How to Improve Your Employer Brand
Most companies are aware that they need an employer branding strategy to attiract talent. But confusion persists about what that means exactly, and many organizations don’t feel they have the time or the budget to create an appealing employer brand. While there are companies with headline-grabbing employee value propositions—Google and Netflix come to mind, with their free chef-created meals and generous parental leave policy, respectively—employer branding doesn’t have to be flashy and expensive to gain results.
Read on and we’ll recap the value of an employer brand, lay out the qualities of effective employer brands, and share large and small steps your company can take to begin fine-tuning yours.
Why is Employer Branding Important?
The current tight talent market is expected to continue for the foreseeable future. That means it’s a candidate’s hiring market, and attracting exceptional employees is a far more challenging task than it once was. Here’s where a strong employer brand—also called a talent brand or employment brand—gives companies an edge. According to a 2015 data analysis by LinkedIn, companies with a strong employer brand get a 31 percent higher response rate to InMail, while also lowering their costs-per-hire by 43 percent. An earlier LinkedIn study from 2011 found that robust and thoughtful talent branding results in a 50 percent increase in qualified candidates. Talent branding, though often given only cursory attention, makes a big difference in recruiting success.
Qualities of a Strong Employer Brand
Your organization already has an employer brand. If you don’t manage your employment brand, it is built haphazardly by former employees, candidates who have gone through your recruiting process, company reviews on sites such as Glassdoor, and your company’s website. Here are the qualities of a strong talent brand:
- Authenticity – Don’t paint a picture of your company that isn’t true.
- An employee value proposition (EVP) – Clarify what your employees gain by working for your organization.
- Messaging – Use multiple channels to get the word out about your employee value proposition.
- Evolution – Employer branding is not static. Companies should constantly re-evaluate and improve their talent brand to align with the shifting concerns of employees.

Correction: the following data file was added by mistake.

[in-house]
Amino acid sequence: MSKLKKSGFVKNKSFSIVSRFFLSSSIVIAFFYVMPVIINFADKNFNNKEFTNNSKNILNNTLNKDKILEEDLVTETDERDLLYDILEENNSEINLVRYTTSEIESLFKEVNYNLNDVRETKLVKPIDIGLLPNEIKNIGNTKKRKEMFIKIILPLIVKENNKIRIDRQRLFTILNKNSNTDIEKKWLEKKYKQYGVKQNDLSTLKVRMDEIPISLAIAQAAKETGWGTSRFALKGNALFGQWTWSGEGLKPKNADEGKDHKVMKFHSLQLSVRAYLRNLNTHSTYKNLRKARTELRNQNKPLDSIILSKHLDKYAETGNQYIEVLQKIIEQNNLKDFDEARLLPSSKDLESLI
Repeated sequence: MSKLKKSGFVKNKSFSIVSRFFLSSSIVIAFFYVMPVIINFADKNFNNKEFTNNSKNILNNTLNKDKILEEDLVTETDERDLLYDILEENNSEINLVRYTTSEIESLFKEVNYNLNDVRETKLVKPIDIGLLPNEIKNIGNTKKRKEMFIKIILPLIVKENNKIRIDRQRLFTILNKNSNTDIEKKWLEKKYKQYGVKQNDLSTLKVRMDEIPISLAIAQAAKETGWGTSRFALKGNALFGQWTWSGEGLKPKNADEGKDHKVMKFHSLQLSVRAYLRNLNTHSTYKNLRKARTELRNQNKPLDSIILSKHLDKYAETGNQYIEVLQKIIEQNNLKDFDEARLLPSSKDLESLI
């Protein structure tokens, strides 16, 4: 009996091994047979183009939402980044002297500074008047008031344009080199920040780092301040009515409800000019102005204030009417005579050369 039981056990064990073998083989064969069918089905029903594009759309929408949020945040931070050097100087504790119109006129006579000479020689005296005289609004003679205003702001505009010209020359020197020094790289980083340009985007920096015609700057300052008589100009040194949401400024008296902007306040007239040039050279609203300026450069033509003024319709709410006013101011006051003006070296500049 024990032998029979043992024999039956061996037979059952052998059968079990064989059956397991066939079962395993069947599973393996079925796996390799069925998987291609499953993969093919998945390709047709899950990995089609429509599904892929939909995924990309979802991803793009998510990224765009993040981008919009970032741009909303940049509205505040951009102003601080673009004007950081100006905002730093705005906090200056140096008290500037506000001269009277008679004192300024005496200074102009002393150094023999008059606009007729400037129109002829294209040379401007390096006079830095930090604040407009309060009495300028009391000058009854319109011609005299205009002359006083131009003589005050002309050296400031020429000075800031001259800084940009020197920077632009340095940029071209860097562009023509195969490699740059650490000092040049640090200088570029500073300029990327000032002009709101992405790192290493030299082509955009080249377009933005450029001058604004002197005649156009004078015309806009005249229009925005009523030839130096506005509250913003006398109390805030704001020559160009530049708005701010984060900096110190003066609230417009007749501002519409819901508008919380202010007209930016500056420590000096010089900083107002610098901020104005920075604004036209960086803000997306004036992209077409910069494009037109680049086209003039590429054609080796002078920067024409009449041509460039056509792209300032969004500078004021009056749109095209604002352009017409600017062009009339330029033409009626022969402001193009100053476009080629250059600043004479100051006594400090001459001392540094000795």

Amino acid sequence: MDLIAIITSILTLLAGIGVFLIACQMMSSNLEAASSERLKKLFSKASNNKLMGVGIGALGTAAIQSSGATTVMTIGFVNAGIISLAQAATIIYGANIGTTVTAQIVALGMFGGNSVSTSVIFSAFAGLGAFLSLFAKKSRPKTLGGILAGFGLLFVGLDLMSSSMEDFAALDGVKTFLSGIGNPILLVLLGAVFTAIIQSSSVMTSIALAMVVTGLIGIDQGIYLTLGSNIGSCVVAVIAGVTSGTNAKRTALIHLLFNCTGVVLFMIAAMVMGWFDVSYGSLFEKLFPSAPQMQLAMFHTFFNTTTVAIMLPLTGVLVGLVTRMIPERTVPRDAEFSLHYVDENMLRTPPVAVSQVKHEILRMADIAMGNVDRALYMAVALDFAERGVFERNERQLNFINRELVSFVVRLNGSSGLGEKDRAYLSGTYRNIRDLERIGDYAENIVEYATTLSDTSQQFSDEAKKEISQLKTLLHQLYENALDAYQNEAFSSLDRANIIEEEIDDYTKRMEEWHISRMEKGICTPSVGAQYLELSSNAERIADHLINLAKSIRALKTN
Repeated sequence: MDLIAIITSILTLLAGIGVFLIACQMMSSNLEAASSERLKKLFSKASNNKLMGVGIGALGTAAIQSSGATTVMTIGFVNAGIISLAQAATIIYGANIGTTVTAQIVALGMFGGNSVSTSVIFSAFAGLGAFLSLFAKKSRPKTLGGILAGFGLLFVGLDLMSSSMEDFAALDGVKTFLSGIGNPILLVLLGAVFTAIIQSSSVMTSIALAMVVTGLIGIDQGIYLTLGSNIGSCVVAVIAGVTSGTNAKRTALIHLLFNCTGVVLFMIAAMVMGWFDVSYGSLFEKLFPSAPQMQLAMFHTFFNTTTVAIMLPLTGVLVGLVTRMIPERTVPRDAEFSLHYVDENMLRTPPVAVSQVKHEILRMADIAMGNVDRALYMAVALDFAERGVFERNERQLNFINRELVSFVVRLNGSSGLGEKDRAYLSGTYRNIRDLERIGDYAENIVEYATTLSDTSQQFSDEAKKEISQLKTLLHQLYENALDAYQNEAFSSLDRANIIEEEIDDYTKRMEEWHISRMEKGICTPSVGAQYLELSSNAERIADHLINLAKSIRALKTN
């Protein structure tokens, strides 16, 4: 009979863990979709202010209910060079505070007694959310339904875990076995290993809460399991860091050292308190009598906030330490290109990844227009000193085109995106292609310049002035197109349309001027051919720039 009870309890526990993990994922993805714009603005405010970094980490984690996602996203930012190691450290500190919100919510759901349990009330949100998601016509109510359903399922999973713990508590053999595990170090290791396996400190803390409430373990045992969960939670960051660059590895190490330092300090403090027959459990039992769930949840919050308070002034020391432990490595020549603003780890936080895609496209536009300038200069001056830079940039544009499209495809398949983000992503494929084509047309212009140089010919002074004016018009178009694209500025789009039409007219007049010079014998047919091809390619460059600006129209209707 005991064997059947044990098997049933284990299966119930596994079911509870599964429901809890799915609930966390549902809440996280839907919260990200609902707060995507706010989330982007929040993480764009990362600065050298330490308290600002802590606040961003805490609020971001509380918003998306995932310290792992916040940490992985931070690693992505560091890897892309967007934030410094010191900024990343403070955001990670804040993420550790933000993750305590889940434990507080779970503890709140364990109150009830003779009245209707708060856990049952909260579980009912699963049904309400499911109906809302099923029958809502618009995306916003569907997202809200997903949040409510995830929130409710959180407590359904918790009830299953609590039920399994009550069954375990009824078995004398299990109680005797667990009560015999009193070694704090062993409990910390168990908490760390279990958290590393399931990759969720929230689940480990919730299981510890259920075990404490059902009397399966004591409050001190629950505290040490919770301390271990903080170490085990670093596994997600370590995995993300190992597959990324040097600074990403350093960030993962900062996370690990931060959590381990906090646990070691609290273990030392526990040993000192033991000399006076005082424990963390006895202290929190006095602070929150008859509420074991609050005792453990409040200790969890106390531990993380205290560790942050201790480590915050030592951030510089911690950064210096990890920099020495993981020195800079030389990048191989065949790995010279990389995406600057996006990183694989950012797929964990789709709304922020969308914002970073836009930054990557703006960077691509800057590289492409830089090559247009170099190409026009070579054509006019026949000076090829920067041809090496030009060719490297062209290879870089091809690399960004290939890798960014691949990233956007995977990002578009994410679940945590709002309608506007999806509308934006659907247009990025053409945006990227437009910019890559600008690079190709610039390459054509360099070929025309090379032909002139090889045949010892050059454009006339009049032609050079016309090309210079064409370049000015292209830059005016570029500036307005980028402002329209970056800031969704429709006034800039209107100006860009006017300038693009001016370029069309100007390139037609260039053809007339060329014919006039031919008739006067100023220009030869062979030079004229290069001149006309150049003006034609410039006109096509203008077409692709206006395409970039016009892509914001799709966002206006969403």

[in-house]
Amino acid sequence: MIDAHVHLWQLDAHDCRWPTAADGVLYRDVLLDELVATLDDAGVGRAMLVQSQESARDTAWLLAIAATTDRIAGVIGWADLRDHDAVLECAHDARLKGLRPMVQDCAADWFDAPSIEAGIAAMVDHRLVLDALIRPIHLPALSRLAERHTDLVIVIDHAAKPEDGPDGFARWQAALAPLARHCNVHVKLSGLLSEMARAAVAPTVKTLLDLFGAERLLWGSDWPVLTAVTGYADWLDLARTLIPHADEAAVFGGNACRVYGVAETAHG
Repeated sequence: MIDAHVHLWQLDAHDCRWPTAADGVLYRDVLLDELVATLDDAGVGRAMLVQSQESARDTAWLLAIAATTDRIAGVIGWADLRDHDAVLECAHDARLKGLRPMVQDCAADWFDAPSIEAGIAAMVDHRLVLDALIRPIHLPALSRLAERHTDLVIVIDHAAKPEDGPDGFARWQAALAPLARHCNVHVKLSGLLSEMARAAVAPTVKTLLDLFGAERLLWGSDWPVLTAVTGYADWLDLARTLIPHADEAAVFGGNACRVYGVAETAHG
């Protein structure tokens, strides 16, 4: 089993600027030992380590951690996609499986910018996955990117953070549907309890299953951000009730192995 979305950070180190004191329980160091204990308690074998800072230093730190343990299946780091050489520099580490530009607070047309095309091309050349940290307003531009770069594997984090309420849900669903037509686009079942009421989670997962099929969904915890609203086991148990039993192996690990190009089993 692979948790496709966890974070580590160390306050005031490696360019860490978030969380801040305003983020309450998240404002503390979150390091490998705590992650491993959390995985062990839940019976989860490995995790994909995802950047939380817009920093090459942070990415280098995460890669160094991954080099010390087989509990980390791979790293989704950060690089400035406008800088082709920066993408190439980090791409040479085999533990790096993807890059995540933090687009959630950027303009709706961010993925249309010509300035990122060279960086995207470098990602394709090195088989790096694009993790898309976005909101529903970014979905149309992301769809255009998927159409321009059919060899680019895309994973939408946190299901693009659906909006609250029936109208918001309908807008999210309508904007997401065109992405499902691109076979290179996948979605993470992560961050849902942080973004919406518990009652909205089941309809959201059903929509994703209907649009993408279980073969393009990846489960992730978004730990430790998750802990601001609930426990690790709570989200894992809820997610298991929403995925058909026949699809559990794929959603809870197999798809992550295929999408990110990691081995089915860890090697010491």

How to Improve Your Employer Brand
There are both simple and more labor intensive measures you can take to build a strong employment brand. Even if your organization doesn’t have much extra bandwidth to focus on employer branding, you can make improvements. Here’s are some talent branding strategies to try:
Review Your Current Talent Brand
It’s important to get an honest read on your current employer brand. Through discussions during an informal meeting, or more formal approaches such as an employee survey, make an effort to understand what current employees think of working for your company. How would they describe the employee value proposition? What are words they would use to describe working for the company to people outside the organization? Would they recommend working at the company to friends and family? Remember, you want honest opinions and, even if you don’t like what you hear, it’s important to take these comments seriously.
Additionally, take a close look at your company’s website. Is there a careers page that talks directly to would-be employees? Are you clearly communicating the culture of your organization on the site, and in your company profiles on LinkedIn and Glassdoor?
These investigations don’t take much time or manpower, and can guide tactics that address some of the shortfalls and trends that surface.
Improve Perks and Benefits
Perks and benefits are the backbone of your employee value proposition—and it doesn’t just come down to compensation packages and free lunches. Remuneration is important and you should investigate the salaries of your key competitors. If you are not meeting or exceeding these wages, the best talent will be taking jobs elsewhere. Also, don’t underestimate the value of healthy snacks and decent coffee in the break room. Here are some other perks and benefits that improve your company’s EVP: